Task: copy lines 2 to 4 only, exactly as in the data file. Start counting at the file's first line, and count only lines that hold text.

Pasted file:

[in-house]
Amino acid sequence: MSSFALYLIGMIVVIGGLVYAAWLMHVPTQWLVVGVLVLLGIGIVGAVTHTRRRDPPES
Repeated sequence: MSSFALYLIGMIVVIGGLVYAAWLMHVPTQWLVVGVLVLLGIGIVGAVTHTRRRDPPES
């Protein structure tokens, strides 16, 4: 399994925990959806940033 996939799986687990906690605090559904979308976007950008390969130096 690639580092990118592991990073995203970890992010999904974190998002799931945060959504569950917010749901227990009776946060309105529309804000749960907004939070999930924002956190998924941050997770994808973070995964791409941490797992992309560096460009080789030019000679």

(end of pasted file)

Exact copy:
Amino acid sequence: MSSFALYLIGMIVVIGGLVYAAWLMHVPTQWLVVGVLVLLGIGIVGAVTHTRRRDPPES
Repeated sequence: MSSFALYLIGMIVVIGGLVYAAWLMHVPTQWLVVGVLVLLGIGIVGAVTHTRRRDPPES
């Protein structure tokens, strides 16, 4: 399994925990959806940033 996939799986687990906690605090559904979308976007950008390969130096 690639580092990118592991990073995203970890992010999904974190998002799931945060959504569950917010749901227990009776946060309105529309804000749960907004939070999930924002956190998924941050997770994808973070995964791409941490797992992309560096460009080789030019000679």